The definition of micro, small and medium enterprises (MSME) sector might be revised by raising the ceiling for investment in each segment. It would mean investing a larger sum, than prescribed under the current definition, would keep the enterprises in the MSME fold.
Other factors likely to get a play in the new definition of MSME include the number of employees in the enterprises and the turnover. The current classification marks enterprises in manufacturing sector with an investment in plant and machinery of up to Rs 25 lakh as micro, up to Rs 5 crore as small and up to Rs 10 crore as medium enterprises. Similarly, the limits for enterprises providing services are set at Rs 10 lakh, Rs 2 crore and Rs 5 crore for micro, small and medium enterprises, respectively.
The MSME ministry wants to change the definition of MSME in the backdrop of changing patterns in the industrial sectors and overall inflationary conditions. Also, the ministry wants to evolve a mechanism so revisions of the definition and investment limits of MSME could be decided by the ministry itself, without the requirement of going to Parliament. “The investment limits should be revised time to time considering various factors, including annual inflation,” a senior MSME ministry official said.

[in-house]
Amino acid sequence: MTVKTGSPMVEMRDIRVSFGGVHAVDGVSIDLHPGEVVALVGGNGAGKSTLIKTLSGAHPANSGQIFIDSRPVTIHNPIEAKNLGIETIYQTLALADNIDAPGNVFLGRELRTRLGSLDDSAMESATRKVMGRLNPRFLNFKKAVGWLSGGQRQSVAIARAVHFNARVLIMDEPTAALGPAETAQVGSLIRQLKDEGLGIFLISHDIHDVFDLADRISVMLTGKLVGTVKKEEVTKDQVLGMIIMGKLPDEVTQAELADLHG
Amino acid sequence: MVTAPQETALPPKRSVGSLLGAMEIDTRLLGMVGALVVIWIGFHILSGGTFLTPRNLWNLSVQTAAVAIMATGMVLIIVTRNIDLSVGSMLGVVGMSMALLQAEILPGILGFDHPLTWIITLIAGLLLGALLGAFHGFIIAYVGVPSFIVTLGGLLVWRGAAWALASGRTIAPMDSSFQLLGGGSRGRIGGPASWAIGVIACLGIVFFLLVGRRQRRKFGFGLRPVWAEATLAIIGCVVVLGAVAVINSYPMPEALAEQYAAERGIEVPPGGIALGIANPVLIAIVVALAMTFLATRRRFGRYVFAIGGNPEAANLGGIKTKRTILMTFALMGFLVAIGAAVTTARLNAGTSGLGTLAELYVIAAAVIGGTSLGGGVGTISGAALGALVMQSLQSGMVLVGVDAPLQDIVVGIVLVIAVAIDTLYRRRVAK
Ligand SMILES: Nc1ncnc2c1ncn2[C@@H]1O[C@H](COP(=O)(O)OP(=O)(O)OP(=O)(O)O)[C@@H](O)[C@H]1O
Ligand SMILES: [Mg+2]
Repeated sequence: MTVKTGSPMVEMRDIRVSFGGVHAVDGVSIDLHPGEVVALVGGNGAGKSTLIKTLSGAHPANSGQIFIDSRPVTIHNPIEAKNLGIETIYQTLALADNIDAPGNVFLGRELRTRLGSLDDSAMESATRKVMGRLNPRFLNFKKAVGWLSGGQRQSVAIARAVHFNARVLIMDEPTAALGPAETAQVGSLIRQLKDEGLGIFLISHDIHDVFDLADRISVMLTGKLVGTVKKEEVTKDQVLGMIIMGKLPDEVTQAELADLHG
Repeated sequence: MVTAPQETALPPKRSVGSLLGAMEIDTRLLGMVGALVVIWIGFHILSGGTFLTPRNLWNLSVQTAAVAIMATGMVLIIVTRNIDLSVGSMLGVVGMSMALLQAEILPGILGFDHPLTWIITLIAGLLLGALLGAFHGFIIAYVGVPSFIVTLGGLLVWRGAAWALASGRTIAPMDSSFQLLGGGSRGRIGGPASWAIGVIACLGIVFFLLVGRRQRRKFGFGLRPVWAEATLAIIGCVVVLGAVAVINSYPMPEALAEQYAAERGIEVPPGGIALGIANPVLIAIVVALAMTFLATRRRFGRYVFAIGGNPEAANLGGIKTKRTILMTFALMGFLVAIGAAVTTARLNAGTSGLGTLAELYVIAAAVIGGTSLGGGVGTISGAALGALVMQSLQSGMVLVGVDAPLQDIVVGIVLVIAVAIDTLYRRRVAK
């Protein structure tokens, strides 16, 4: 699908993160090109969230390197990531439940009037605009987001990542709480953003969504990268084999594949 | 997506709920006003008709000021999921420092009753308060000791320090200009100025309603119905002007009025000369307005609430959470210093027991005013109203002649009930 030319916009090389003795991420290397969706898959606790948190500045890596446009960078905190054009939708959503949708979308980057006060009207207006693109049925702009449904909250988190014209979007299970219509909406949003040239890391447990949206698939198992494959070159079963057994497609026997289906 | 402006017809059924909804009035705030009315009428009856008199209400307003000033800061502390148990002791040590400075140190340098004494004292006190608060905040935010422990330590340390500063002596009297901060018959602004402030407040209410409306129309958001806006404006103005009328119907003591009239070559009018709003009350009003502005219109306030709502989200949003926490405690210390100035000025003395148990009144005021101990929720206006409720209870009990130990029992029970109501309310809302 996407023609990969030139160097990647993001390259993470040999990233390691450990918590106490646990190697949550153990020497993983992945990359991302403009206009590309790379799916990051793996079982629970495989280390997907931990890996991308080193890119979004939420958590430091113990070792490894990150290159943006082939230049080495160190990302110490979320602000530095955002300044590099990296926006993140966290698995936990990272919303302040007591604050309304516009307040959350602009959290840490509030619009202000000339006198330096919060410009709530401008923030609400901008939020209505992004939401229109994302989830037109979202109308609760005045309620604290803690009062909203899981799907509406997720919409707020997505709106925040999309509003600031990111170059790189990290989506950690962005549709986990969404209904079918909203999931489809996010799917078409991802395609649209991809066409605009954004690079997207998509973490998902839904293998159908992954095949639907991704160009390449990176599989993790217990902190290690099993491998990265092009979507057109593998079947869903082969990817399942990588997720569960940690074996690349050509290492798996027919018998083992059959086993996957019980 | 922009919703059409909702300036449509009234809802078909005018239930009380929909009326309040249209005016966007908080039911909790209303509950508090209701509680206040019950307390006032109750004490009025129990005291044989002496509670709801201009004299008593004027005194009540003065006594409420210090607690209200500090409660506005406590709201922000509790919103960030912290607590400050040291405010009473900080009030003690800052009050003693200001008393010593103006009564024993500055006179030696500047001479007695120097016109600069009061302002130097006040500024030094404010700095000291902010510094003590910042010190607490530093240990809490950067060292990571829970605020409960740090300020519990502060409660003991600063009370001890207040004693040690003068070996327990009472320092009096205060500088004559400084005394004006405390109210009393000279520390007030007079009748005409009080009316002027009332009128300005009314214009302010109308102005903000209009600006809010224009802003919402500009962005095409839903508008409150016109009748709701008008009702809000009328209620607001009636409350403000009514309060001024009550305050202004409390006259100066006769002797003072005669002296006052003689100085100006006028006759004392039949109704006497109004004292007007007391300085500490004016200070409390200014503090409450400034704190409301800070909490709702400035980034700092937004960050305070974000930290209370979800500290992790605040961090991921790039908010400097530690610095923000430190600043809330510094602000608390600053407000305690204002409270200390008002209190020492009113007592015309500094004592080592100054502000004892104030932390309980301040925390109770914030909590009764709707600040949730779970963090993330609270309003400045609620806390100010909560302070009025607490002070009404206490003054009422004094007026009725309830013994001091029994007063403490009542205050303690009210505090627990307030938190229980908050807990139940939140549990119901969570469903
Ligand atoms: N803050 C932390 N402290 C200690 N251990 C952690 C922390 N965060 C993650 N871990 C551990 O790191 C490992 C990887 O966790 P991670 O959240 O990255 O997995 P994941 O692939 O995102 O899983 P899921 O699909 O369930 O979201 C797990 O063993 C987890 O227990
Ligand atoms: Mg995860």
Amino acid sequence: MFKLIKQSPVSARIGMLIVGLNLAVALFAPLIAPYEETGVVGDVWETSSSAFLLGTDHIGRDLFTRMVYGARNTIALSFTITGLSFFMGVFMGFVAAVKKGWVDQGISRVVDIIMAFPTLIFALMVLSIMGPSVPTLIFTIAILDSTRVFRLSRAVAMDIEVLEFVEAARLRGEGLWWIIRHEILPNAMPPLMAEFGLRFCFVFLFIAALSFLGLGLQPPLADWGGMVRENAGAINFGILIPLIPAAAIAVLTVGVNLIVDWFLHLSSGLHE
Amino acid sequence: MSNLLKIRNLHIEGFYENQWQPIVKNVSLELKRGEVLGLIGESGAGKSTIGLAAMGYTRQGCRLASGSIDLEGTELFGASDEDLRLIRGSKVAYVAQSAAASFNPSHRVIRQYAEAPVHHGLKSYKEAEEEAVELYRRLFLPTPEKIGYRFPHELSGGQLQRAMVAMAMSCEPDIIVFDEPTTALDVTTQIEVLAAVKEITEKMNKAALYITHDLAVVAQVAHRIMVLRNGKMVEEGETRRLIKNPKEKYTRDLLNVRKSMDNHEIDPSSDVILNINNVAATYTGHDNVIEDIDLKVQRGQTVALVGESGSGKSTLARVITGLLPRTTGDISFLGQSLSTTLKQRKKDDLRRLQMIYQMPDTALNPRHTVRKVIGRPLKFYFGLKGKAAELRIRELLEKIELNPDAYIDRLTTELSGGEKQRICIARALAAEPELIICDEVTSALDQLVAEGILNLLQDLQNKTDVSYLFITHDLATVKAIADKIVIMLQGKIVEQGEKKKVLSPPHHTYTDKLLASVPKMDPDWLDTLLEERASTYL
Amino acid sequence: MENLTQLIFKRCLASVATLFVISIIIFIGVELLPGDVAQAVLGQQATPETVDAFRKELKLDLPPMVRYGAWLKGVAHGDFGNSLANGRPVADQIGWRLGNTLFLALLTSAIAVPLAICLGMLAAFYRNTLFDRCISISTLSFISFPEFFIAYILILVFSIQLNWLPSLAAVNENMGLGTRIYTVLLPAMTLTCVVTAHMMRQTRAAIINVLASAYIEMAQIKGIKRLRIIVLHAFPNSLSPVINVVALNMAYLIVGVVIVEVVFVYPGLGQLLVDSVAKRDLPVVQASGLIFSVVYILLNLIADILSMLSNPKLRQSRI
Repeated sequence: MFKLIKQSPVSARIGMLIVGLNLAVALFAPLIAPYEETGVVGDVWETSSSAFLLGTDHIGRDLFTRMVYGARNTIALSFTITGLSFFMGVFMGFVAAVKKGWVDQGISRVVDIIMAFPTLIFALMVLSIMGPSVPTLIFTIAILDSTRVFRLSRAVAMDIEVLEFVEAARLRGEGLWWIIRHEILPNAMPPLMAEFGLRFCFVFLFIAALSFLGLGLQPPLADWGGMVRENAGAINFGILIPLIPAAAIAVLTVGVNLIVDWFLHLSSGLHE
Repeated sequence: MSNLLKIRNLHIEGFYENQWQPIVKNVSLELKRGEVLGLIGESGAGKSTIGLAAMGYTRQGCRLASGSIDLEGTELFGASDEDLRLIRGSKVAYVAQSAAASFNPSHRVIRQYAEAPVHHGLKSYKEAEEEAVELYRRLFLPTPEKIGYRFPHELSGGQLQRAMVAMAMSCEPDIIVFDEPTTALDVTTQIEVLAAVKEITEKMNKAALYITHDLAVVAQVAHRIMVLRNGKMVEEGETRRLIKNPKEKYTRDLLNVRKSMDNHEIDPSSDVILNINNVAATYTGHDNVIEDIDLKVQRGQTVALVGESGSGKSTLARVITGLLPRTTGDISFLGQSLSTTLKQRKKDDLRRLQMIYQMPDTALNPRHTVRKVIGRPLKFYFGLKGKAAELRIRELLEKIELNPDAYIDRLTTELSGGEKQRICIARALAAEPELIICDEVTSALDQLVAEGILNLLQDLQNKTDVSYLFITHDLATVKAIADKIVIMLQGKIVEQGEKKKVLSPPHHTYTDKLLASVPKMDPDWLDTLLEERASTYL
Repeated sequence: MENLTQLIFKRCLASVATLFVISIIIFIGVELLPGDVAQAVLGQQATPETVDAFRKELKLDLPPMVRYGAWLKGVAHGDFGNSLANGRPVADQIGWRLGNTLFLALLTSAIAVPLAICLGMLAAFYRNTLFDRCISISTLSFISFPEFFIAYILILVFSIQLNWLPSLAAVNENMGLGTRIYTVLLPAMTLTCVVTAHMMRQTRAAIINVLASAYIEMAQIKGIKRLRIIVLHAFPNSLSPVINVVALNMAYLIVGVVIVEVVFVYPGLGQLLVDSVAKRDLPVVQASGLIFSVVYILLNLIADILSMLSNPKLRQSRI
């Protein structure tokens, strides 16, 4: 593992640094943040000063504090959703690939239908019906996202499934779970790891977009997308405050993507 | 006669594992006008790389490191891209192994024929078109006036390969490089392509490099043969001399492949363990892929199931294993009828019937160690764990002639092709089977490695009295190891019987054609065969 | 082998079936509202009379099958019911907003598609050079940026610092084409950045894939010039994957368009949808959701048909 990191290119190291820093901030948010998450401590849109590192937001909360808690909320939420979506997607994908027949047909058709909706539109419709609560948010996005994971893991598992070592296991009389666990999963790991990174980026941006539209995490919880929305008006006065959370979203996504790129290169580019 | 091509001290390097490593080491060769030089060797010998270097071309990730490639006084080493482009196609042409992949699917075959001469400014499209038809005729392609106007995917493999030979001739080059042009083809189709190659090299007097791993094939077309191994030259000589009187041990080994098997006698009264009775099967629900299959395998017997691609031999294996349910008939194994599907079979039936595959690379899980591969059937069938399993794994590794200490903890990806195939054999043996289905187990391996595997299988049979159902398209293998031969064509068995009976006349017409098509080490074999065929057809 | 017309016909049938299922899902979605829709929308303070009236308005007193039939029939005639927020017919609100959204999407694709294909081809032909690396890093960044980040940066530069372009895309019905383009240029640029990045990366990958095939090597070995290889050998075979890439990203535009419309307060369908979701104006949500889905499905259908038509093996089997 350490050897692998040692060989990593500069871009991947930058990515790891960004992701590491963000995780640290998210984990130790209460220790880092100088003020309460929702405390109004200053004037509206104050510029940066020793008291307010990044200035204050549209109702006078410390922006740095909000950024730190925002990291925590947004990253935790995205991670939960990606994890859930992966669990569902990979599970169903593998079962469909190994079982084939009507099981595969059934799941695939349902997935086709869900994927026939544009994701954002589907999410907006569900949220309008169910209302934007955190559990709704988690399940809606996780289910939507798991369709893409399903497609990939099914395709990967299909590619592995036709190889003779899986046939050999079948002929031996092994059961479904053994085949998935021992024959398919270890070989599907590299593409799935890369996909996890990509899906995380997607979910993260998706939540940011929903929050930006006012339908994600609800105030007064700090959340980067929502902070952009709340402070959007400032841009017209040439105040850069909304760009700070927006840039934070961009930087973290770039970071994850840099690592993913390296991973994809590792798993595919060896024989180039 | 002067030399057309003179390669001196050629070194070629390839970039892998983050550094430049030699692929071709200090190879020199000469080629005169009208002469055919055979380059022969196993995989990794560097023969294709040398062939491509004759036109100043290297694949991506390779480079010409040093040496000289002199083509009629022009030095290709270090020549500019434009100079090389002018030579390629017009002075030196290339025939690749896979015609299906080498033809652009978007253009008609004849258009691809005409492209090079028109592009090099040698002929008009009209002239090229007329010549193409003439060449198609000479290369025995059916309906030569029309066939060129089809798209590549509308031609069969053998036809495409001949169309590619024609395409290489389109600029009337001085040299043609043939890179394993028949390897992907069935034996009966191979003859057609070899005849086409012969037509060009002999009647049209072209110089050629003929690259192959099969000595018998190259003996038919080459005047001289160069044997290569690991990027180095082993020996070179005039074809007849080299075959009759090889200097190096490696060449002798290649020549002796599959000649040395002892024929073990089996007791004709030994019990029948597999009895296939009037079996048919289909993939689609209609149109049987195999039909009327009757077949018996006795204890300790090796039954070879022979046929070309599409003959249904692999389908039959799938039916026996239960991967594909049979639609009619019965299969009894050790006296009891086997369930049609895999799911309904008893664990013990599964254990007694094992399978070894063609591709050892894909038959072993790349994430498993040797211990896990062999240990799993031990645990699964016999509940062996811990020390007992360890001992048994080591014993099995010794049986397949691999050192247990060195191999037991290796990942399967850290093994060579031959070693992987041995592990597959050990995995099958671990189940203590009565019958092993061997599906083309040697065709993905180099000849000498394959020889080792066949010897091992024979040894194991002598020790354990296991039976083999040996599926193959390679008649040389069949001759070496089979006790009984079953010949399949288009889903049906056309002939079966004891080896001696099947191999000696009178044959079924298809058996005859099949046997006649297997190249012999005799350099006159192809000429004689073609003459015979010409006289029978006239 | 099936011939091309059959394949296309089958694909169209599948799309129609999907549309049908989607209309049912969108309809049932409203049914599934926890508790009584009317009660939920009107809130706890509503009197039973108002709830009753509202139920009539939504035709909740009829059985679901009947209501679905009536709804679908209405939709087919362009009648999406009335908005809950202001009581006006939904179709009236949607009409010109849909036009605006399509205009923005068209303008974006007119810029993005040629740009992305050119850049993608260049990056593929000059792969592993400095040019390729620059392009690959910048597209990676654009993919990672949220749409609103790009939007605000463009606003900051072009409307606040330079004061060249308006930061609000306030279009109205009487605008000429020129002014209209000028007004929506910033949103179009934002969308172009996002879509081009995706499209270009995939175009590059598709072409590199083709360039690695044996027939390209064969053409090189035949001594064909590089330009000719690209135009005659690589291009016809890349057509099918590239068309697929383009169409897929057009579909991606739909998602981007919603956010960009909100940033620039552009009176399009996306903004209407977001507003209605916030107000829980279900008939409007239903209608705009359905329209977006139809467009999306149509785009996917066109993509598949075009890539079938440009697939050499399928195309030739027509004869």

The last revision was with the enactment of the MSME Act, 2006 and the definition is a part of the Act. The Act defined the MSME sectors overwriting the earlier concept of small-scale industries. Sector analysts and government officials said the definition in India was not in sync with international practices.
While the definition adopted by the MSME Act defines the sectors based on the investment in plant machinery and equipment for manufacturing and services, in many countries the definition is linked to the enterprises’ turnover and employee number.
More than 80 per cent of the MSME sector, which comprises micro enterprises, won’t be impacted in a big way by the proposed rejig, analysts and government officials said. Only ones that slip out of the MSME bracket by small investments would be pulled back into the loop, they pointed out.
However, some medium-scale enterprises are critical of raising the limits as it would mean increased competition for government schemes, executives in industry chambers said. This has led to a divided opinion within the bodies representing the SMEs.
A senior official of the Federation of Indian Micro, Small and Medium Enterprises said internal discussions are still on and a conclusion is yet to be arrived at on what inputs has to be given to the government on this issue.
PHD Chamber of Commerce and Industry, which has many members from the MSME sector, said the current definition must be retained.
Sandip Somany, President, PHD Chamber of Commerce and Industry, said, “The need of the hour is to assist the technology upgradation and modernisation of MSMEs, considering the onslaught of global competition. We advocate setting up of a technology mission. Mission mode has been found to be successful in our country.”
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